“I was born in DC, raised in Northwest and I moved to Ward Seven five years ago. I did my last year of high school at Dumbarton Senior High. From there, I started working for the DC government at 17. I will never forget it, I graduated on a Friday and I started work that Monday. I didn’t have a break. I started off as a time keeper at the Water Department for the city, right by Howard University campus. My sister, who is seven years older, was a supervisor there and helped me get a job. They had 12 open positions and two were for women and the rest were for men. The men were going to be meter readers and the women would be administrative staff.
“My sister became my supervisor and she was really strict with me. I wasn’t allowed to take any time off for two and a half years. But, she taught me to be grounded and never to be lazy. She was big on integrity. She pushed me to work hard and to be at work every day and on time. I'm telling you, she was really hard on me. I would come to work with headaches, but I had to be there and I had to perform like I didn’t have a headache. At work, I called her Ms. Lewis even though everyone knew we were sisters. She was my supervisor for two and a half years and then she got promoted. I was so happy when that happened because I love her, but I was tired of having her as my boss. We were living together, ate lunch together and even commuted together in the beginning until I got my own car. It was a lot!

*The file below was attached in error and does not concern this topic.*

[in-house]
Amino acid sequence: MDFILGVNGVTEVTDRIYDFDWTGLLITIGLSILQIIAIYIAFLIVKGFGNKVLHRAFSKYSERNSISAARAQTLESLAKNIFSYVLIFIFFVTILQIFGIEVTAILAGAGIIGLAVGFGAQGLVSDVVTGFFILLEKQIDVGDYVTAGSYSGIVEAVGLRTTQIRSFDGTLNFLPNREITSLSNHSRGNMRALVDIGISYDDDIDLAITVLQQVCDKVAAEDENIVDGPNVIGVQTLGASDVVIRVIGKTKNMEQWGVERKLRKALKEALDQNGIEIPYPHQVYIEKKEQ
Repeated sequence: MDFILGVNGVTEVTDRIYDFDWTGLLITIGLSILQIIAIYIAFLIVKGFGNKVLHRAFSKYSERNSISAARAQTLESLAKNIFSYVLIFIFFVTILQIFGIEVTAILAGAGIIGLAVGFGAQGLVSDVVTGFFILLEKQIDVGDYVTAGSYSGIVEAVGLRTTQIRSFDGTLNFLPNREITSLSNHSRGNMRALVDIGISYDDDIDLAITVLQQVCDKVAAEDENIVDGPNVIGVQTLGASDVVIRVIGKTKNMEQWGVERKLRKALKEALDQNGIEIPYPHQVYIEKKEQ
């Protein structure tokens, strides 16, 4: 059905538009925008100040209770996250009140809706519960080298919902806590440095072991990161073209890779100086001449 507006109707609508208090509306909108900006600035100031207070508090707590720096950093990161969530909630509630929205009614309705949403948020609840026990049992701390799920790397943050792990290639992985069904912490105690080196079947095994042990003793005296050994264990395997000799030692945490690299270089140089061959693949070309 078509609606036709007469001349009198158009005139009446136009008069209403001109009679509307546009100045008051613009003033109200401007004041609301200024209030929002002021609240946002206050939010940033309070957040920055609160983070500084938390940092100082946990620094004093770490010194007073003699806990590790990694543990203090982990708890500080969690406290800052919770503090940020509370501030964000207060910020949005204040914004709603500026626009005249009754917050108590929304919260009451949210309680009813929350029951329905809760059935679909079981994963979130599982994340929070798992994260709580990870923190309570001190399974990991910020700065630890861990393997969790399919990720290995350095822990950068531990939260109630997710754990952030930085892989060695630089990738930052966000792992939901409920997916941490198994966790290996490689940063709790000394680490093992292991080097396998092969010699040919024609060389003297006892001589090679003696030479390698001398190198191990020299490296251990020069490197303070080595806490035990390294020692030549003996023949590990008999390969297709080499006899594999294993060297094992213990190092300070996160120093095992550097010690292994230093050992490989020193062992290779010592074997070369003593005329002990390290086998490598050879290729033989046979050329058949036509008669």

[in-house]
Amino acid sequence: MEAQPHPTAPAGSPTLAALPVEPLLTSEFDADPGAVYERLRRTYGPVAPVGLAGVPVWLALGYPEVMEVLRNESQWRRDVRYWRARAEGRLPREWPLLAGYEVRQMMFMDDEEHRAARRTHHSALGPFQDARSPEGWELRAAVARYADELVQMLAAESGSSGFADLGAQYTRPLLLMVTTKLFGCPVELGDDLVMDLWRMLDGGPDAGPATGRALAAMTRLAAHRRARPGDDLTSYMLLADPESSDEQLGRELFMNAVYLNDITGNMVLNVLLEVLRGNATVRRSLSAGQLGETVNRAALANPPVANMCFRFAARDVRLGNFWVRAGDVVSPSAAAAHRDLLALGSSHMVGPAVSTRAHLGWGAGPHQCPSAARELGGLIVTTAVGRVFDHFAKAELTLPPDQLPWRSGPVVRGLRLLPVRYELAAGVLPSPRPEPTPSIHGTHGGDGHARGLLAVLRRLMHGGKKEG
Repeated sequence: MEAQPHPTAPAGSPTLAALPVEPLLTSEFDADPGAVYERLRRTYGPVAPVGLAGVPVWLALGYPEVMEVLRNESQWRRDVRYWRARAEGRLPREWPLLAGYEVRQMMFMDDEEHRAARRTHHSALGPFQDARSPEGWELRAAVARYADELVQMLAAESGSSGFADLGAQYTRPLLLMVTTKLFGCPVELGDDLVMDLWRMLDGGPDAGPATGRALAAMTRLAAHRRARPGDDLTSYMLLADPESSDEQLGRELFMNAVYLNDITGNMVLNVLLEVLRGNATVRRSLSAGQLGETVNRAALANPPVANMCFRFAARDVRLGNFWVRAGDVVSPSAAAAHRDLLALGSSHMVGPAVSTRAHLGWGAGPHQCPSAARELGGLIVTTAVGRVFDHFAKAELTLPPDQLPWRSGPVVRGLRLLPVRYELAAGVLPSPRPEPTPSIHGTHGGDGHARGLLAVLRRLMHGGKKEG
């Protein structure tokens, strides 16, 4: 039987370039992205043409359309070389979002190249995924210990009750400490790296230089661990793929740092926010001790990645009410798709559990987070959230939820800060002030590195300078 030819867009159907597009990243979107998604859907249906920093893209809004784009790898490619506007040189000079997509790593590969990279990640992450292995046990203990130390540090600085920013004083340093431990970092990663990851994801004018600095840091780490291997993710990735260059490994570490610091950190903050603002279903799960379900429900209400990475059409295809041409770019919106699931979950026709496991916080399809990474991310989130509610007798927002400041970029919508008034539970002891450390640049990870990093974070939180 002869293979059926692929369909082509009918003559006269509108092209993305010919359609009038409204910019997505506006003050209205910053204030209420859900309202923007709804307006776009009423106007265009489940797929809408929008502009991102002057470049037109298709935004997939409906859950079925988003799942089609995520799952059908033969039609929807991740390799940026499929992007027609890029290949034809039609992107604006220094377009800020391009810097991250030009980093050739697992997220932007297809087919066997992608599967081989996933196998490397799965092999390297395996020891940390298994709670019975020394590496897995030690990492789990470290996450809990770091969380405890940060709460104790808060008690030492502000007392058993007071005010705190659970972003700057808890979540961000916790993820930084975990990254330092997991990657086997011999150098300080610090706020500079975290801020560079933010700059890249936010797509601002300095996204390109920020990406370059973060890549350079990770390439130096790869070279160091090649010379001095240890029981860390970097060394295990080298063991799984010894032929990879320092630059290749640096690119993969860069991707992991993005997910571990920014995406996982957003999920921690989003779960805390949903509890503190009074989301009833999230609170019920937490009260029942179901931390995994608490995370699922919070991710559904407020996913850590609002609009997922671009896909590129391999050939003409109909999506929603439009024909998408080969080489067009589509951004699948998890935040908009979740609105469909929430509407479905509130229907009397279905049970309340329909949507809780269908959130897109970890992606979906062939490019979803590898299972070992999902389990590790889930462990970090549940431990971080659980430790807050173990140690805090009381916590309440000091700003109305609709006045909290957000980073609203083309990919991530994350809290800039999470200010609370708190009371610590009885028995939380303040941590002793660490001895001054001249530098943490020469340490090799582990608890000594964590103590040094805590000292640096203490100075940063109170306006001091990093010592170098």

“Since then, I worked with the Department of Public Works, the Police Department, the Department of Transportation, Metro, the City’s Administrator’s Office, and now the Department of the Treasury. I have learned so much about working and about myself in these jobs. I’ve also met my closest friends and my mentor working in these places. Now, I don’t know what a normal work day is. My friends may get off at six, but I won’t get off until eight or ten. When I get home, I spend as much time as my eyes and body will allow me to with my son. The big excitement is that we are preparing for his college. My son knows how hard I work and he understands that I am single Mom. He knows that I work so hard to support him. He knows that I work so hard so that we can survive."